We’re still doing this! It’s week six! The Proto Indo Europeanplat-,
spread, and its root pele-,
flat or to spread, are the spawn point
for just so many words. Most of them you can kind of see, but some of
For another example of P to F: field. It comes from the Old English feld, which is just a field or farmland,
and before that the Proto Germanic felthan. That’s from the Proto Indo
European pele-tu, from pele-, so I guess the lesson here is that for
some reason Germanic languages change Ps to Fs. Related to field is the word
veldt. I mean, it makes sense since a veldt is basically a field, but in terms
of spelling none of the letters they have in common are even in the same
positions. Veldt showed up in 1785 and
is Afrikaans, which of course is from the Dutch veld, which means field.
I guess the Dutch switch Ps to Vs instead of Fs.
You want to know what else is related? Poland. Yes, the country.
It’s actually a mix of Pole (as in the people) and Land. Pole showed up in the
mid seventeenth century, actually from
the Polish polanie which means clearing or field dweller. That’s from pele-, meaning that the Polish people took their
name for themselves from living in flat fields. And no, no other version of
pole is related, nor is polish. But polka, the music, is related. Well,
probably. It showed up in 1844 and is thought to be from Polack, which is of course from Pole.
And that’s polka where we get polka-dot,
because people named the dots after the dance in around 1849.
And I can’t believe it, but we’re done!
Crap, now I have to think up something for next week.
Spam is so uncomplicated. You know it’s all a bunch of crap
I have no idea what this is supposed to be for since it
just seems to be a bunch of letters and numbers—even in the email address. And
of course the words that are actually words sound like someone ran it through Google
Translate a few times before sending it.
This is what? The fifth one? And there’s still one more left? I really
didn’t expect flat to be so prevalent. Of course, it’s really its root, the Proto Indo Europeanplat-,
to spread, and its root pele-,
flat or to spread, that are everywhere.
Strap in, it’s going to get weird.
First today, something that kind of makes sense. Palm showed up in the
fourteenth century from the Old Frenchpaume/palme, from the classical Latinpalma,
where it means the palm of your hand or, you know, a palm tree.
Palma comes from pele-, flat, which I can see because the palm of your hand is
flat. And the tree of course is named for the palm of a hand, because the way
the leaves stick out kind of looks like fingers sticking out from a palm.
Next, plaza, which kind of relates to last week when we looked at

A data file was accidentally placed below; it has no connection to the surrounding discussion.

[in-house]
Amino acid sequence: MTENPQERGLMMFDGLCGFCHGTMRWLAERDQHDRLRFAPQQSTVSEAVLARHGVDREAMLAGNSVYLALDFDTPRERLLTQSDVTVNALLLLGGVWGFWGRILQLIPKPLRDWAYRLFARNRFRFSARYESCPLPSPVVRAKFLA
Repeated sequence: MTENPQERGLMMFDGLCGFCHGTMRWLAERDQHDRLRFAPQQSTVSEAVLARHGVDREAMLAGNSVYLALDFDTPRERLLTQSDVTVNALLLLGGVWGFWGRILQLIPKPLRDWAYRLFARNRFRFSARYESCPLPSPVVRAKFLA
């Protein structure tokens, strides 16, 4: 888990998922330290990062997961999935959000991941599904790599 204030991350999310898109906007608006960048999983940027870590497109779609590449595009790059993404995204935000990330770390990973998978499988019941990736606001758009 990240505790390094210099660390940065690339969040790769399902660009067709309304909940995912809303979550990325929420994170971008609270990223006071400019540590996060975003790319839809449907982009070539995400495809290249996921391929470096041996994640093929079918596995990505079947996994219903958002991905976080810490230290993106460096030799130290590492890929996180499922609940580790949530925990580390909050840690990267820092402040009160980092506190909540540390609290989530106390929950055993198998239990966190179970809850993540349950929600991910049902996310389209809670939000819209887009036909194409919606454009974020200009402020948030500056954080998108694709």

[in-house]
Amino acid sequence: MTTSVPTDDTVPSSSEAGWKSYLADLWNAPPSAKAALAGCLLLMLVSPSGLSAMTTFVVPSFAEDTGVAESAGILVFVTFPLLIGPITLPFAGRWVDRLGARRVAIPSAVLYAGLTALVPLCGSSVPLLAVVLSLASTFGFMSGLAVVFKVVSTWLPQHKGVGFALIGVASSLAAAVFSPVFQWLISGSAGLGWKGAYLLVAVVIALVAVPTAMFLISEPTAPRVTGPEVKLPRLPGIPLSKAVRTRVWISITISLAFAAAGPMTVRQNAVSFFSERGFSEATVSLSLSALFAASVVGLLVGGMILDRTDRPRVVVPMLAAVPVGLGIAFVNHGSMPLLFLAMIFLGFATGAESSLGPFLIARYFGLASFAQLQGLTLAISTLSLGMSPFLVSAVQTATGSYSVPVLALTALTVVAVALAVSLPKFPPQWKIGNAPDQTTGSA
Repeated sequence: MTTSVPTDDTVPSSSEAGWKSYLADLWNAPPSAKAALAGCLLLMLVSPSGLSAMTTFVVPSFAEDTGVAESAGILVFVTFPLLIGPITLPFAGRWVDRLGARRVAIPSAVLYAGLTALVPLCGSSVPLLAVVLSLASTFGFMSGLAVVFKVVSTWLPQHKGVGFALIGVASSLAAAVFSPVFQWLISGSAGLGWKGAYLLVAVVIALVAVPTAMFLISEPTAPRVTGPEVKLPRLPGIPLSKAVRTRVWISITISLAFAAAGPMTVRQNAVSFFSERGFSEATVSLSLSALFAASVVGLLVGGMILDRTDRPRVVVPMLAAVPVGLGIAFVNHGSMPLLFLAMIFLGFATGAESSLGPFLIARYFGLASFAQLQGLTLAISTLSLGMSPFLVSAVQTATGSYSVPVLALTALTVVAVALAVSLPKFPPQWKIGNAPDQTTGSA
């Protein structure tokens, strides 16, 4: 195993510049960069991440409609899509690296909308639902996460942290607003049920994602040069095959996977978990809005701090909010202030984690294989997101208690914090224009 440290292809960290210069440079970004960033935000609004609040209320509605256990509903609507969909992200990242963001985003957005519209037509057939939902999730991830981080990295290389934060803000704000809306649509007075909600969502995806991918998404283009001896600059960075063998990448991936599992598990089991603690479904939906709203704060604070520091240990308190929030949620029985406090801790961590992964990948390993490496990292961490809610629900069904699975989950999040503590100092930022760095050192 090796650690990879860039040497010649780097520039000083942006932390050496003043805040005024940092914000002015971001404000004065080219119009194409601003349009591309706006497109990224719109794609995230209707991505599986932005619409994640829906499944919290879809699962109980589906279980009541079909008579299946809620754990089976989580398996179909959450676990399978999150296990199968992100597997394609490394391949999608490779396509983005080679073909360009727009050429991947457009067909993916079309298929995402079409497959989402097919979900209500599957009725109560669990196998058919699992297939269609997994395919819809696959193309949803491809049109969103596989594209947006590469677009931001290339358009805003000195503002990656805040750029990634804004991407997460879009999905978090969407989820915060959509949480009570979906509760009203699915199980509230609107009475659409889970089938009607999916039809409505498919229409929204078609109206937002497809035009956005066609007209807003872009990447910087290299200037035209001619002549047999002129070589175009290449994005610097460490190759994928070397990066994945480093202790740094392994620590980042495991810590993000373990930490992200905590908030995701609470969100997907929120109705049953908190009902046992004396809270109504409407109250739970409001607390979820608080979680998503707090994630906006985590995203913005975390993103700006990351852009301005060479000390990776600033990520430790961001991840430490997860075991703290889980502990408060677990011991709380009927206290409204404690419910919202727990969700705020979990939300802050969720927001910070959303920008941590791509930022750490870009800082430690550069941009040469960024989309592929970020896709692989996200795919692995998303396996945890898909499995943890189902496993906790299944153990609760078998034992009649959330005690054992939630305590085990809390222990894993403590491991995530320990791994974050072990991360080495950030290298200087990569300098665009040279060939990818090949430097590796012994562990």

place. It didn’t show up in English until the nineteenth century,
and it’s Spanish in origin, as the word plaza means square in Spanish, like a town square. The Spanish plaza comes from the Vulgar Latinplattia, from the classical Latin platea,
and that’s from plat-. Streets were flat and spread out, and now we have plaza.
And a bunch of other things.
Now we can finally get into the weird ones! Plasma—like the state of
matter, or part of blood—showed up in 1712, though back then it just meant form or shape. It started to mean the liquid
part of blood in 1845, and then came into use in physics in 1928, and now those
are pretty much the only ways we use the word. Plasma comes from the Late Latinplasma, from the Greek plasma, which actually means
creature or figure of all things. It’s from the verb plassein, to mold or build, which was
originally “to spread thin”, and it’s descended from pele-. So it went from
spreading out, to molding, to a figure, to a shape, to blood/ionized gas. This
is definitely a thinker.
And to keep the weird going: plaster. It showed up in the fourteenth century as plastering walls or using
a medicinal plaster. It comes from the Old Englishplaster,
which was something medicinal you put on your body (as opposed to in it),
coming from the Latin plastrum, plaster,
and if things weren’t weird enough for you, plastrum is actually shortened from
emplastrum, which also just means plaster.
It’s from the Greek emplastron, plaster,
a mix of en-, on, and plastos, molded, and that’s from plassein, which
we already know. So plaster is plaster because it’s molded on.
Finally, I hope you love this, because we’re looking at plastic.
Plastic! Really! It showed up in the mid seventeenth century meaning something capable of molding something else, and back then it was only
an adjective—the noun didn’t show up until 1905. It’s from the classical Latin plasticus,
from the Greek plastikos, which means something to mold. And it’s from plastos and plassein, so because
moldable things can be flattened out, we have plaster, plasma, and plastic.
Since we’re using emojis, the one I’d use for this would be 🙄.
First of all I’m apparently emailing this to myself. Second
of all… what the hell is going on with the letters? Why is every O and A in red
and P in blue??? What is special about those letters?????
Well, I’m in between the ages of 35-60, but I’m not a real
gentleman, so I guess I won’t be holding the door for HOTINFINIT. Tough luck.
Definitely feeling uneasy about the quotes being used here.
First ‘kills’, which just makes me think it’s going to kill the user, then “speechless”,
which makes me think it’s going to kill the wives, too.